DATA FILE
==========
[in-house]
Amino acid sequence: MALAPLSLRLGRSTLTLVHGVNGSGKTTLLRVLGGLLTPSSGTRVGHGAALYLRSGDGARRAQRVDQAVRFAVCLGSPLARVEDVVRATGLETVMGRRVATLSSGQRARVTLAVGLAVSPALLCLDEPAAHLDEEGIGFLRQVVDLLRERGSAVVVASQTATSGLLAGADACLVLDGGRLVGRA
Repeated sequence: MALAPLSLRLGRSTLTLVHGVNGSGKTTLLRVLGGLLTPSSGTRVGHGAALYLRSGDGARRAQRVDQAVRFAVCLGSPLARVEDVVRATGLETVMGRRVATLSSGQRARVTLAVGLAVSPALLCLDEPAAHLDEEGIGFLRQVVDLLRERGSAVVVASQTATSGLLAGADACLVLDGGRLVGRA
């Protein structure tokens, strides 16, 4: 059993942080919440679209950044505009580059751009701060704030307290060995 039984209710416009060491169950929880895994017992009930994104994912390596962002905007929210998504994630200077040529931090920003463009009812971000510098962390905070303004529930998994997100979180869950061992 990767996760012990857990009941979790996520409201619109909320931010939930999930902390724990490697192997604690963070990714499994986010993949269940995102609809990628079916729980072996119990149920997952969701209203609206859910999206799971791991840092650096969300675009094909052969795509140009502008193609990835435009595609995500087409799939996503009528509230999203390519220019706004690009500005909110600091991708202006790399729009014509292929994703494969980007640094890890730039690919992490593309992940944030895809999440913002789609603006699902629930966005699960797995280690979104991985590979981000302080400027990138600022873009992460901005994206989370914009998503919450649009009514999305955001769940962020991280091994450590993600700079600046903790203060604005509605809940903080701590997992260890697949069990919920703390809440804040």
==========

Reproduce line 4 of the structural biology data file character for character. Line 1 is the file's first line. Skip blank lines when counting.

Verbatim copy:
């Protein structure tokens, strides 16, 4: 059993942080919440679209950044505009580059751009701060704030307290060995 039984209710416009060491169950929880895994017992009930994104994912390596962002905007929210998504994630200077040529931090920003463009009812971000510098962390905070303004529930998994997100979180869950061992 990767996760012990857990009941979790996520409201619109909320931010939930999930902390724990490697192997604690963070990714499994986010993949269940995102609809990628079916729980072996119990149920997952969701209203609206859910999206799971791991840092650096969300675009094909052969795509140009502008193609990835435009595609995500087409799939996503009528509230999203390519220019706004690009500005909110600091991708202006790399729009014509292929994703494969980007640094890890730039690919992490593309992940944030895809999440913002789609603006699902629930966005699960797995280690979104991985590979981000302080400027990138600022873009992460901005994206989370914009998503919450649009009514999305955001769940962020991280091994450590993600700079600046903790203060604005509605809940903080701590997992260890697949069990919920703390809440804040």